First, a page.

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Free Minds & Free Markets

Judge: Campus Carry Doesn’t Hurt Free Speech

University of Texas at Austin professors claiming guns on campus have a chilling effect.

Three University of Texas at Austin professors filed a lawsuit claiming that letting people carry firearms on their campus would have a chilling effect on speech. Last week, District Judge Lee Yeakel dismissed the suit claiming the professors could present "no concrete evidence to substantiate their fears" and that their fears rest on "mere conjecture." Although it's certainly refreshing to see professors using First Amendment justifications with such vigor, it's even better that Yeakel dismissed their ludicrous arguments and protected campus carry.

In 2015, the Texas legislature strengthened their commitment to gun rights at public universities. Senate Bill 11, which came into effect in August 2016, permitted campus concealed carry in campus buildings within reasonable guidelines. Those guidelines vary from school to school. At UT Austin, guns must stay out of sight, and individuals professors can choose to make "gun-free zones" in their offices, provided they post their rules clearly.

Professors Jennifer Lynn Glass (sociology), Lisa Moore (English), and Mia Carter (English) banded together and filed a lawsuit that sought to overturn the new law. One professor argued that the "possibility of the presence of concealed weapons in a classroom impedes my and other professors' ability to create a daring, intellectually active, mutually supportive, and engaged community of thinkers." Their reasoning centered around the idea that students will be unable to speak freely––a First Amendment argument––in an environment where other students are armed.

But this logic posits that students will pull guns on each other when they hear ideas they disagree with––an unlikely outcome. Even for controversial topics like abortion and, ironically, gun rights, it would be beyond the scope of reason to expect that a classroom conversation would become so heated that a student's life would be threatened.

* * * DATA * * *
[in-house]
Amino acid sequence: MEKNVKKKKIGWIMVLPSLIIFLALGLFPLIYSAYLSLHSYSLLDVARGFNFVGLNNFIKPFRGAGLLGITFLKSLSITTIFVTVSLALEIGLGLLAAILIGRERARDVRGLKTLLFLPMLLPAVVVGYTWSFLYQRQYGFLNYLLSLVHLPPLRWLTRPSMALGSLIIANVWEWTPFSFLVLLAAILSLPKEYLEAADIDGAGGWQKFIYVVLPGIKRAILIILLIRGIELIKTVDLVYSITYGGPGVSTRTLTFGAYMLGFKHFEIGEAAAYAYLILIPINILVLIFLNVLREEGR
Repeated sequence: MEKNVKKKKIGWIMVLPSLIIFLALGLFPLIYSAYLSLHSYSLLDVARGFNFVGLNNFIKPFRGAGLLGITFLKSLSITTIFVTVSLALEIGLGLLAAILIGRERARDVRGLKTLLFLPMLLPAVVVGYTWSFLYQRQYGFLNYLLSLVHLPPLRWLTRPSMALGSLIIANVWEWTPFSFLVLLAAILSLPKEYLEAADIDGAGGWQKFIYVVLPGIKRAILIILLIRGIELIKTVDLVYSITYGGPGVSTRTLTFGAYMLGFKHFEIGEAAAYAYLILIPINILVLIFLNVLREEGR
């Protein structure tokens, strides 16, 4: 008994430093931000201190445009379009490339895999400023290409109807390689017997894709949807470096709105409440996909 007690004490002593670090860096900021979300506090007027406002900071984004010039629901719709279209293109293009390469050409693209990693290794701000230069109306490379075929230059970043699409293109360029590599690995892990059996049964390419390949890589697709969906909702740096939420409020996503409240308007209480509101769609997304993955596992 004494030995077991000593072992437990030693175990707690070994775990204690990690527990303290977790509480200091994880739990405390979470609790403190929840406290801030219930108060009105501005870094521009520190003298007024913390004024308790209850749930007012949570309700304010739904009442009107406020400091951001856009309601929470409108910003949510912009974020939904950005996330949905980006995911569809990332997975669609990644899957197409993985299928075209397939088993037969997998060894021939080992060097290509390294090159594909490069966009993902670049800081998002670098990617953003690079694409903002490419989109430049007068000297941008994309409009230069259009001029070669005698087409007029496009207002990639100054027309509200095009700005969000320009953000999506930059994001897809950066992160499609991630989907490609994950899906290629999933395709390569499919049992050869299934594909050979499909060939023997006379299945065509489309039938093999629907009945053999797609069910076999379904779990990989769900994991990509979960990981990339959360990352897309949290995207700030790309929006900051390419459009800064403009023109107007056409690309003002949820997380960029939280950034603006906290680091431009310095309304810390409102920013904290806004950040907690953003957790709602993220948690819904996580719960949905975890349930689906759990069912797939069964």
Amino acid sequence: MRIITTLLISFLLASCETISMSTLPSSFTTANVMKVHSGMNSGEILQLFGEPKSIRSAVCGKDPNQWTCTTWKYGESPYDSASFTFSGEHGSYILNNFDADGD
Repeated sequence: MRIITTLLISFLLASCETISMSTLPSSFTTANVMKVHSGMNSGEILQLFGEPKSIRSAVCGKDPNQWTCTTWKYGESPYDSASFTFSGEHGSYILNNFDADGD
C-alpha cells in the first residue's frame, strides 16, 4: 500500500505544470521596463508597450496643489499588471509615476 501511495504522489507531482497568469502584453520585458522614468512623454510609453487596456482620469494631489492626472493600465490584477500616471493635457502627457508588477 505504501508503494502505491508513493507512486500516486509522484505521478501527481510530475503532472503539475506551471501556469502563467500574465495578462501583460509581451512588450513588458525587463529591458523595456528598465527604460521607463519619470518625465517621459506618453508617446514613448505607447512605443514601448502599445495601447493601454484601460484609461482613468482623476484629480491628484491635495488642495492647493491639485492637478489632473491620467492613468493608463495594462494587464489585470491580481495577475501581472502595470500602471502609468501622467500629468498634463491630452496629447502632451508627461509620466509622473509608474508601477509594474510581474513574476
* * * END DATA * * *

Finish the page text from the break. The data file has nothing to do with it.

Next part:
Judge Yeakel drew on the reasoning in the 1972 free speech case Laird v. Tatum, which said that "Allegations of a subjective 'chill' are not an adequate substitute for a claim of specific present objective harm or a threat of specific future harm."

Yeakel then used the precedent of Laird, and lack of specific evidence, as grounds for dismissal: "Here, Plaintiffs ask the court to find standing based on their self-imposed censoring of classroom discussions caused by their fear of the possibility of illegal activity by persons not joined in this lawsuit. Plaintiffs present no concrete evidence to substantiate their fears…" He's right that there's no evidence that this law has caused harm in the way they claim. Unfortunately, Yeakel only addressed a small part of the professors' argument––the speech-related points. They also brought up issues with equal protection and the law's vagueness, so it's likely that this issue won't be fully laid to rest.

On one hand, it's good that college professors are recognizing the value of creating environments for free speech to thrive in. On the other, this seems like a thinly veiled political move, and it's unlikely that opponents of campus carry laws will be quelled by this lawsuit's dismissal. Hopefully these professors remain committed to the First Amendment principles they hold so dear whenever they're threatened in a classroom environment. They're certainly right about one thing: exchanging ideas freely is the whole damn point of college.

Photo Credit: Phil Roeder/Foter.com

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  • Half-Virtue, Half-Vice||

    On one hand To be sure, it's good that college professors are recognizing the value of creating environments for free speech to thrive in.

    FTFY

  • AlmightyJB||

    Ouch. Lol

  • Unicorn Abattoir||

    On the other, this seems like a thinly veiled obviously transparent political move with a giant flashing neon arrow pointing right at it.

  • Rich||

    they were unable to establish that carrying firearms on campus inhibit inhibits free speech

    FTFY

  • gaoxiaen||

    My mule gets this crazy idea that you're laughing at him.

  • SamHell||